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Drawing with Great Needles

[ Anthropology ]

Drawing with Great Needles

Ancient Tattoo Traditions of North America

Edited by Aaron Deter-Wolf and Carol Diaz-Granados

Leading authorities provide the first state-of-the-art study of the history, meaning, and significance of Native American tattooing in the Eastern Woodlands and Great Plains.

November 2013

$60.00$40.20

33% website discount price

This is a print-on-demand title. Expedited shipping is not available.

Hardcover

6 x 9 | 311 pp. | 75 illustrations, 35 line drawings, 1 maps, 2 tables

ISBN: 978-0-292-74912-2

$30.00$20.10

33% website discount price

This is a print-on-demand title. Expedited shipping is not available.

Paperback

6 x 9 | 311 pp. | 75 illustrations, 35 line drawings, 1 maps, 2 tables

ISBN: 978-1-4773-0211-8

For thousands of years, Native Americans throughout the Eastern Woodlands and Great Plains used the physical act and visual language of tattooing to construct and reinforce the identity of individuals and their place within society and the cosmos. The act of tattooing served as a rite of passage and supplication, while the composition and use of ancestral tattoo bundles was intimately related to group identity. The resulting symbols and imagery inscribed on the body held important social, civil, military, and ritual connotations within Native American society. Yet despite the cultural importance that tattooing held for prehistoric and early historic Native Americans, modern scholars have only recently begun to consider the implications of ancient Native American tattooing and assign tattooed symbols the same significance as imagery inscribed on pottery, shell, copper, and stone.

Drawing with Great Needles is the first book-length scholarly examination into the antiquity, meaning, and significance of Native American tattooing in the Eastern Woodlands and Great Plains. The contributors use a variety of approaches, including ethnohistorical and ethnographic accounts, ancient art, evidence of tattooing in the archaeological record, historic portraiture, tattoo tools and toolkits, gender roles, and the meanings that specific tattoos held for Dhegiha Sioux and other Native speakers, to examine Native American tattoo traditions. Their findings add an important new dimension to our understanding of ancient and early historic Native American society in the Eastern Woodlands and Great Plains.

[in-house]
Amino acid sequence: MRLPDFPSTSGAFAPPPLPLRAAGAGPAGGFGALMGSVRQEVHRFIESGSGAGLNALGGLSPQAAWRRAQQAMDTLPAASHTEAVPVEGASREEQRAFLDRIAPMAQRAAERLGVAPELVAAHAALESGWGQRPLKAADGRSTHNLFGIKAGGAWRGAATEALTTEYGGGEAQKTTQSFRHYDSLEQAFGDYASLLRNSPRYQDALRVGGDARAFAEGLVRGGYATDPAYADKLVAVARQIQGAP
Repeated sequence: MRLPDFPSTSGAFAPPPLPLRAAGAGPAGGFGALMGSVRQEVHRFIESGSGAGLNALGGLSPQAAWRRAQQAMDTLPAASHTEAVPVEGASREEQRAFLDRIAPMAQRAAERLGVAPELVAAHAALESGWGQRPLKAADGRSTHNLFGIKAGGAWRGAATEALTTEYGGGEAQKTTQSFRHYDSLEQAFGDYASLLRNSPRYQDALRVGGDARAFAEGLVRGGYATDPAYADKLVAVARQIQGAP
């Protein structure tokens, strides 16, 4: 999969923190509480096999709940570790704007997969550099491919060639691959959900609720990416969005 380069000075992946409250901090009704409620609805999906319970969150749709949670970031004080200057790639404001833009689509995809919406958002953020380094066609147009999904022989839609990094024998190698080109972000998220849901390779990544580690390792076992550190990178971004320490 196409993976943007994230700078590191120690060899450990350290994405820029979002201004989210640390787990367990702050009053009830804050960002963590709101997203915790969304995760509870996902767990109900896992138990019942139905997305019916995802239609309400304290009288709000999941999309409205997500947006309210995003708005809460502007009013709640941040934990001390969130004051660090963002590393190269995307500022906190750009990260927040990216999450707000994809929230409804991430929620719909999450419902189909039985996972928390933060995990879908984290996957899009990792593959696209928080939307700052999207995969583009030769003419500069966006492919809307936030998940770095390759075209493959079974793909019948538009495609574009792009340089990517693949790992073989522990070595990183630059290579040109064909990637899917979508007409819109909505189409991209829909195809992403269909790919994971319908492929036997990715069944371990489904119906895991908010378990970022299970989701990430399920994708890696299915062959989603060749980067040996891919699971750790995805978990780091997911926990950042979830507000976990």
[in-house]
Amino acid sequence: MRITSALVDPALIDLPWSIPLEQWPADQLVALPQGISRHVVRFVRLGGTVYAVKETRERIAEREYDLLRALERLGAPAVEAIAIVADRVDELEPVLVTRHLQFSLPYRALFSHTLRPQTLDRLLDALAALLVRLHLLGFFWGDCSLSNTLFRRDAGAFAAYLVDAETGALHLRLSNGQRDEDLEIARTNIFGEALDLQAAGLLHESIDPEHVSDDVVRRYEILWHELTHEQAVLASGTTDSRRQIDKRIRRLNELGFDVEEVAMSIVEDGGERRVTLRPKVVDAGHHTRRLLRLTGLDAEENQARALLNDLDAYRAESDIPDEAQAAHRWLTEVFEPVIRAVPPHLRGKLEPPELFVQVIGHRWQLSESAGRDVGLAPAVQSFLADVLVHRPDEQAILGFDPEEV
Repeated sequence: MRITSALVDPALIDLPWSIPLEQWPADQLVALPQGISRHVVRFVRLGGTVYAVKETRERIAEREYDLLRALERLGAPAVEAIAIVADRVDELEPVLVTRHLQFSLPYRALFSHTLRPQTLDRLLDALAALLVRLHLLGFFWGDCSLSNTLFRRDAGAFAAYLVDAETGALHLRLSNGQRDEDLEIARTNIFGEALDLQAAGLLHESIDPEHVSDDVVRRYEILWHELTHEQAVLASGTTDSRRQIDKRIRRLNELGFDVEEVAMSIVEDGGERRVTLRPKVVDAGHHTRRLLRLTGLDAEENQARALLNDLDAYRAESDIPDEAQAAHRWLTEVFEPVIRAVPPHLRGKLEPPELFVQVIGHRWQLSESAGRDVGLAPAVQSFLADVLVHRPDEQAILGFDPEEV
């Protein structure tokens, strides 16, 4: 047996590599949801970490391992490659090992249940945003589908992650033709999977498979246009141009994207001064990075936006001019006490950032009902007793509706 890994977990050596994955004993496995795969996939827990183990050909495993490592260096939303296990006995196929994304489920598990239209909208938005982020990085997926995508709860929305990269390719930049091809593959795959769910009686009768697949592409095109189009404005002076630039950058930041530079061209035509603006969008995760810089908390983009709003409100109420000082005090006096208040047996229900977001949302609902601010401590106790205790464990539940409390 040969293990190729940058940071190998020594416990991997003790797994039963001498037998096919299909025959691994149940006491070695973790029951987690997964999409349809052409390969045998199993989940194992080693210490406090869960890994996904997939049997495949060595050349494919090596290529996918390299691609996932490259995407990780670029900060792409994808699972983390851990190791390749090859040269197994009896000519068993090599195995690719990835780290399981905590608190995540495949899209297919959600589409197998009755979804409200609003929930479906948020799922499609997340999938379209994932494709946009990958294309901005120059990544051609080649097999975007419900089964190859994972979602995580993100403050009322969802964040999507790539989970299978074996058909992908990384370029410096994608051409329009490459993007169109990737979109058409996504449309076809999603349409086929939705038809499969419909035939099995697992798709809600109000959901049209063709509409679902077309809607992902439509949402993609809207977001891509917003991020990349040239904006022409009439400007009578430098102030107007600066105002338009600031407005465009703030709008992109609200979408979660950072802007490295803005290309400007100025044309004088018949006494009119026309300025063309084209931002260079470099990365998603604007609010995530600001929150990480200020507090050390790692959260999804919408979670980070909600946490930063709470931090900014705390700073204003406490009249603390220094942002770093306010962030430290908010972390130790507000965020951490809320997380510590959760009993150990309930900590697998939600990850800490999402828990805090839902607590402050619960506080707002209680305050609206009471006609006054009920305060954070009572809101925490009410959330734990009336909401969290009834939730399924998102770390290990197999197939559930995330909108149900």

Acknowledgments

Introduction

Carol Diaz-Granados and Aaron Deter-Wolf

1. Native American Tattooing in the Protohistoric Southeast

Antoinette B. Wallace

2. Needle in a Haystack: Examining the Archaeological Evidence for Prehistoric Tattooing

Aaron Deter-Wolf

3. Swift Creek Paddle Designs as Tattoos: Ethnographic Insights on Prehistoric Body Decoration and Material Culture

Benjamin A. Steere

4. Tattoos, Totem Marks, and War Clubs: Projecting Power through Visual Symbolism in Northern Woodlands Culture

Lars Krutak

5. The Art of Enchantment: Corporeal Marking and Tattooing Bundles of the Great Plains

Lars Krutak

6. Identifying the Face of the Sacred: Tattooing the Images of Gods and Heroes in the Art of the Mississippian Period

F. Kent Reilly III

7. Dhegihan Tattoos: Markings That Consecrate, Empower, and Designate Lineage

James R. Duncan

8. Snaring Life from the Stars and the Sun: Mississippian Tattooing and the Enduring Cycle of Life and Death

David H. Dye

References

Contributors

Index

Aaron Deter-Wolf is a prehistoric archaeologist with the Tennessee Division of Archaeology and an adjunct professor in the Department of Sociology and Anthropology at Middle Tennessee State University.

Carol Diaz-Granados is a research associate in the Department of Anthropology at Washington University, where she has taught for 32 years.

“This volume thoroughly presents the ethnohistoric and ethnographic sources on tattooing and also shows the power of systematic iconographic analyses when coupled with historical information. It also nicely addresses the problems of exploring tattooing from an archaeological perspective. . . . It will make an important contribution to our continued efforts to understand Native American societies in both the recent and the deep past.”
—Adam King, Research Associate Professor, South Carolina Institute of Archaeology and Anthropology, University of South Carolina

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